02266_000_008That thereby they might gather themselves together, to go up to the temple (Mosiah 1:18).
Saturday started just like any other day. The sun rose over the mountains next to Kolin’s home, and the light trickled in through his bedroom window. On another day he might have tried to hide under his covers and stay in bed. But Kolin yawned and stretched and crawled out of bed because something special was going to happen, and he needed to get ready.
Usually Saturday was a day to play with friends or help in the yard or stop in to visit Grandma and Grandpa after errands. He often wore comfortable clothes that were good for getting dirty. Instead, he dressed in his Sunday best that Mom had cleaned and pressed for him. He buttoned his white shirt and carefully tucked it in. He put on his socks and shoes and slipped his tie around his neck—Dad would help him tie it. When Mom called, “It’s time to go,” he was ready.
With everyone buckled safely in the van, Dad drove down the street and around the curve in the road. Kolin smiled when they got to the temple. He saw its smooth surface glistening in the sunlight and the colorful stained-glass windows that stretched toward the spire and the angel Moroni.
Kolin had seen the temple many times. He had been inside a temple before too: once when he was sealed to his parents when he was six months old and again after his parents adopted his younger brother, Kaden. Kolin was too young to remember either of those times, but as he grew he learned that what had happened there was important. And Kolin understood that after this special Saturday visit, his adopted baby sister, Shayla, would be part of the family forever, just like her big brothers.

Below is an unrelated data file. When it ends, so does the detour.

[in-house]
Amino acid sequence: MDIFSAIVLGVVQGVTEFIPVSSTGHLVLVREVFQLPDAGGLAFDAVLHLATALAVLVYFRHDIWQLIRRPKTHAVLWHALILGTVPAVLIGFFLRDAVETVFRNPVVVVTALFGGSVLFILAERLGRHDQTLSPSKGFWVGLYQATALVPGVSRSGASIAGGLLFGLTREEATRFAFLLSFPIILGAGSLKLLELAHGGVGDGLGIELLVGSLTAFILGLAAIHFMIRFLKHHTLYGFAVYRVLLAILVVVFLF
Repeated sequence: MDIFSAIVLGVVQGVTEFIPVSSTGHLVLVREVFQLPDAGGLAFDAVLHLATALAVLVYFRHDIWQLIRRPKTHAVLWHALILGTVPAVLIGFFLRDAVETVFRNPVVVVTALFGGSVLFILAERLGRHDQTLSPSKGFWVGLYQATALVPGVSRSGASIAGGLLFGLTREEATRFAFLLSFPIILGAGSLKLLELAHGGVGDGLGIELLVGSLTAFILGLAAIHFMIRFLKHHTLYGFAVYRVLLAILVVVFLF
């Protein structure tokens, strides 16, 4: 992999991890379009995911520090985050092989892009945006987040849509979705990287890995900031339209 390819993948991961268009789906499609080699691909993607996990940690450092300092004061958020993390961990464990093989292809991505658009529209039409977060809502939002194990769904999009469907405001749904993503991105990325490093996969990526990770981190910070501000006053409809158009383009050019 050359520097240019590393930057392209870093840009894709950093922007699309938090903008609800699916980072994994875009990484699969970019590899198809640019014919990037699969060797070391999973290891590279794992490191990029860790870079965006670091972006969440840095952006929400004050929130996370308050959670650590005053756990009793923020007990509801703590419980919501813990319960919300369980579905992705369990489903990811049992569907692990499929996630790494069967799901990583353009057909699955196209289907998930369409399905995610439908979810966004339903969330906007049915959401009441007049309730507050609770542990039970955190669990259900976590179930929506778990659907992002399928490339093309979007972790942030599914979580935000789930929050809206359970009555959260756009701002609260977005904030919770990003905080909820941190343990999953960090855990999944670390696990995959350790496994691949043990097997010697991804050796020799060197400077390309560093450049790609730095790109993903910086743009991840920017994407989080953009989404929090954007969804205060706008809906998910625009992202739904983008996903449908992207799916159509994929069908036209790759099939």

On any other day Kolin liked laughing and talking. But when he entered the big temple doors with his family, he tried to leave all his wiggles and giggles outside. He knew it was a sacred place.
Friendly temple workers took Kolin, Kaden, and Shayla to a room especially for children, where they dressed in white and stayed until it was time to go to the sealing room where Mom and Dad were waiting. In the sealing room, Kolin saw his grandpa and grandma, aunts and uncles, family friends, and some members of his ward. It was a happy day, even though some people wiped away tears.
The temple sealer greeted the boys with a firm handshake and a smile. He said they looked nice in their white clothing. He encouraged them to always make good choices so they could prepare for missions and come back to the temple. And then he reminded them of the importance of what was about to happen. After that he began the sealing ordinance.
When the sealing was over, Kolin and his family stood and looked into the mirrors across the room. He saw himself with his dad, mom, brother, and baby sister. The reflection didn’t end, just like his eternal family. Kolin knew that because of the temple, his family could be together not just for that day, but forever.
We are to form families and be sealed in holy temples, with joy and loving relationships that endure eternally.”
“Roots and Branches,” Ensign, May 2004, 29.
Photograph by Welden C. Andersen